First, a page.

Actor George Grizzard, who was to play the title role in the Kennedy Center's upcoming production of "Tartuffe," was fired yesterday after 2 1/2 weeks of rehearsals.

His role in Molie re's classic comedy--that of a manipulative religious hypocrite who turns a French household upside down--will be taken over by British actor Brian Bedford, who is also directing the production. A Kennedy Center spokesperson said the cast change would not affect the previously scheduled playing dates of the production, which starts previews Thursday in the Eisenhower Theater.

Grizzard was fired by Ralph Allen, theatrical consultant for the Kennedy Center, who has been overseeing the series of CBS-financed plays, inaugurated last fall with "The Physicists." Grizzard costarred with Bedford in that drama.

The firing took place after a stormy meeting yesterday afternoon among Grizzard, Allen, Bedford and British playwright Simon Gray, who has written a new adaptation of the comedy for this engagement. "This is not a case of artistic differences or mutual agreement. I want it known that I leave kicking and screaming," Grizzard said last night. "I think there was a basic belief from the beginning that Brian and I couldn't work together. But I wouldn't have accepted the role if I didn't think I could do it. I've never been fired before in my life. It was a terrible shock. I feel hurt, humiliated and angry."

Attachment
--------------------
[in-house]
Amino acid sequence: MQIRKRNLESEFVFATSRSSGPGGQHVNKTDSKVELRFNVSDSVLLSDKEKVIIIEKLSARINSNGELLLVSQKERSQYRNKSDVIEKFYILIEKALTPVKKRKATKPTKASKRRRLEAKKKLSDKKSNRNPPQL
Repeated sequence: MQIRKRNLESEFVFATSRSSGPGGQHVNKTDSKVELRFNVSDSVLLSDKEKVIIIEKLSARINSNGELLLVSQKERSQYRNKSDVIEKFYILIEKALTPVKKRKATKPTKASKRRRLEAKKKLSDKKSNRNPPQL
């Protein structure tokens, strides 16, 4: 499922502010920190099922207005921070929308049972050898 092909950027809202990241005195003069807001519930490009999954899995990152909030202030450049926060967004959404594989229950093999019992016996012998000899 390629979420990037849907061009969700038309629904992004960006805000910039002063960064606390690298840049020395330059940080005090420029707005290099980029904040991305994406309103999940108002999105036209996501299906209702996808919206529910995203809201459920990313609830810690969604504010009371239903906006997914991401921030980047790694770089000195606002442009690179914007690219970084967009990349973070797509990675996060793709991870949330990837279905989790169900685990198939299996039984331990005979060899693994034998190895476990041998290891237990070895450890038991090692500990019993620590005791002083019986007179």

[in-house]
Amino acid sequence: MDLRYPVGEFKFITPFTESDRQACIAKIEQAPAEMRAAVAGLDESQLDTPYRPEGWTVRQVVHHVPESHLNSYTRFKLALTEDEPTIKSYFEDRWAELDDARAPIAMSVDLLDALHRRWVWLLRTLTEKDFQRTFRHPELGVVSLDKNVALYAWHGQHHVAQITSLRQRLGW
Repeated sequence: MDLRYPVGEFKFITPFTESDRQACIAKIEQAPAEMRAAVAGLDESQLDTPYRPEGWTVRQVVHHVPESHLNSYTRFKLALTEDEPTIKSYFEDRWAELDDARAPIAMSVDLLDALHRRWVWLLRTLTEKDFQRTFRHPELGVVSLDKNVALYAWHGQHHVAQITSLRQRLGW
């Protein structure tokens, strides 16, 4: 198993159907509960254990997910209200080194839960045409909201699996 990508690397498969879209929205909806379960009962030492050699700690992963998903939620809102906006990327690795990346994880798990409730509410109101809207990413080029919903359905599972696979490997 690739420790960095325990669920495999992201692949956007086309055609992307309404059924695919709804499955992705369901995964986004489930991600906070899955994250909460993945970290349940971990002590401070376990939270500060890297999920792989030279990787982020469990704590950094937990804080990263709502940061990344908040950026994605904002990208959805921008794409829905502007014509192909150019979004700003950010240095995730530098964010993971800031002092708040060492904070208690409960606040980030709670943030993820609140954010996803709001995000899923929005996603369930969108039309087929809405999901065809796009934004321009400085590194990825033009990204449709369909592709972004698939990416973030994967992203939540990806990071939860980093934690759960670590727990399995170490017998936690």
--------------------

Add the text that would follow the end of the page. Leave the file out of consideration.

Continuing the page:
Bedford described yesterday's events as "one of the most painful days in my professional life in the theater. I didn't want what happened to happen. Any director who is worth his salt is there to stimulate an actor to pursue his vision of the part. In my opinion, that wasn't happening." He said the decision to fire Grizzard was reached jointly by him, Gray and Allen.

"Tartuffe" was selected late this winter to be part of the Eisenhower season, replacing a production of Molie re's "The Imaginary Invalid," which fell through because of scheduling conflicts. When Allen initially announced plans for "Tartuffe," he said it would be built around Grizzard. Subsequently, Bedford was hired as director, and then Gray was commissioned to write a new English-language version of the play.

"Allen should have protected me," Grizzard said. "I feel betrayed. Now you have a British actor, directing and acting in a play by a British writer. And it's in an American theater."

Grizzard has a long string of Broadway credits, including "California Suite," "Crown Matrimonial," "Who's Afraid of Virginia Woolf" and "The Royal Family." He has performed extensively in regional theaters, including Arena Stage early in his career. He costars in "Wrong Is Right," a new Richard Brooks movie, awaiting release.